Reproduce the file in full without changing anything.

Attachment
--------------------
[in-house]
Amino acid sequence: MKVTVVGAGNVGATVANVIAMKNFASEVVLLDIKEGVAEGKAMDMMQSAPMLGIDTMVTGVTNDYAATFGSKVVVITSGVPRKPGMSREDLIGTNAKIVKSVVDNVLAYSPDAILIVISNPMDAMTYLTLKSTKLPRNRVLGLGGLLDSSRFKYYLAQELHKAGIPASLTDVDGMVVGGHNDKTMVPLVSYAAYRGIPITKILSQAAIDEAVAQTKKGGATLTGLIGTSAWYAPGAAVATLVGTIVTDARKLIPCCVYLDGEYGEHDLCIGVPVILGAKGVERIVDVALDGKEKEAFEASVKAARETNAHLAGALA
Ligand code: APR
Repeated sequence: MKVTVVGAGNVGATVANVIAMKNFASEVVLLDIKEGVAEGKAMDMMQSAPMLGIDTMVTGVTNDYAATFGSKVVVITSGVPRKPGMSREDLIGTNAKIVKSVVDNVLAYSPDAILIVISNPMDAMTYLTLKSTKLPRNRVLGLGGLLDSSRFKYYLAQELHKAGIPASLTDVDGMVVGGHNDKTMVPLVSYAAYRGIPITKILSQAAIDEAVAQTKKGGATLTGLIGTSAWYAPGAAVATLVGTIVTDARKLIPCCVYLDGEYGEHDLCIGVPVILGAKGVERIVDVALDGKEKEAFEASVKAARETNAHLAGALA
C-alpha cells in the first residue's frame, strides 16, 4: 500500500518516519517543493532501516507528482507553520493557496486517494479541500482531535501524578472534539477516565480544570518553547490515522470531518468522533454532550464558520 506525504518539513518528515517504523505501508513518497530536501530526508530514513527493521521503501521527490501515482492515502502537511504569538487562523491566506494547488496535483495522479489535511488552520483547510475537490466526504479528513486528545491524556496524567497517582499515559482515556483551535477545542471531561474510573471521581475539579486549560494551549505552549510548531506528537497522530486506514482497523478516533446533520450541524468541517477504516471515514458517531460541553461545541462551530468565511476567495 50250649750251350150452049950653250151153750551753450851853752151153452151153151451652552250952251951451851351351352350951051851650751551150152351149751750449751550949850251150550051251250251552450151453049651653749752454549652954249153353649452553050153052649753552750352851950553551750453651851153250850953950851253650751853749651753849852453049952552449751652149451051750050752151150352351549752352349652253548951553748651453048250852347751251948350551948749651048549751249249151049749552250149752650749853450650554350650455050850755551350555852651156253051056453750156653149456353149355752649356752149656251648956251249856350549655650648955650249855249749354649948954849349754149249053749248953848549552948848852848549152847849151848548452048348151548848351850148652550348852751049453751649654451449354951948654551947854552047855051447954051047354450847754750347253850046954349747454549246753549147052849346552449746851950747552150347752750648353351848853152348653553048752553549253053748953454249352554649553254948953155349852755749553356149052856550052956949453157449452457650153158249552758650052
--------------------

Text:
[in-house]
Amino acid sequence: MKVTVVGAGNVGATVANVIAMKNFASEVVLLDIKEGVAEGKAMDMMQSAPMLGIDTMVTGVTNDYAATFGSKVVVITSGVPRKPGMSREDLIGTNAKIVKSVVDNVLAYSPDAILIVISNPMDAMTYLTLKSTKLPRNRVLGLGGLLDSSRFKYYLAQELHKAGIPASLTDVDGMVVGGHNDKTMVPLVSYAAYRGIPITKILSQAAIDEAVAQTKKGGATLTGLIGTSAWYAPGAAVATLVGTIVTDARKLIPCCVYLDGEYGEHDLCIGVPVILGAKGVERIVDVALDGKEKEAFEASVKAARETNAHLAGALA
Ligand code: APR
Repeated sequence: MKVTVVGAGNVGATVANVIAMKNFASEVVLLDIKEGVAEGKAMDMMQSAPMLGIDTMVTGVTNDYAATFGSKVVVITSGVPRKPGMSREDLIGTNAKIVKSVVDNVLAYSPDAILIVISNPMDAMTYLTLKSTKLPRNRVLGLGGLLDSSRFKYYLAQELHKAGIPASLTDVDGMVVGGHNDKTMVPLVSYAAYRGIPITKILSQAAIDEAVAQTKKGGATLTGLIGTSAWYAPGAAVATLVGTIVTDARKLIPCCVYLDGEYGEHDLCIGVPVILGAKGVERIVDVALDGKEKEAFEASVKAARETNAHLAGALA
C-alpha cells in the first residue's frame, strides 16, 4: 500500500518516519517543493532501516507528482507553520493557496486517494479541500482531535501524578472534539477516565480544570518553547490515522470531518468522533454532550464558520 506525504518539513518528515517504523505501508513518497530536501530526508530514513527493521521503501521527490501515482492515502502537511504569538487562523491566506494547488496535483495522479489535511488552520483547510475537490466526504479528513486528545491524556496524567497517582499515559482515556483551535477545542471531561474510573471521581475539579486549560494551549505552549510548531506528537497522530486506514482497523478516533446533520450541524468541517477504516471515514458517531460541553461545541462551530468565511476567495 50250649750251350150452049950653250151153750551753450851853752151153452151153151451652552250952251951451851351351352350951051851650751551150152351149751750449751550949850251150550051251250251552450151453049651653749752454549652954249153353649452553050153052649753552750352851950553551750453651851153250850953950851253650751853749651753849852453049952552449751652149451051750050752151150352351549752352349652253548951553748651453048250852347751251948350551948749651048549751249249151049749552250149752650749853450650554350650455050850755551350555852651156253051056453750156653149456353149355752649356752149656251648956251249856350549655650648955650249855249749354649948954849349754149249053749248953848549552948848852848549152847849151848548452048348151548848351850148652550348852751049453751649654451449354951948654551947854552047855051447954051047354450847754750347253850046954349747454549246753549147052849346552449746851950747552150347752750648353351848853152348653553048752553549253053748953454249352554649553254948953155349852755749553356149052856550052956949453157449452457650153158249552758650052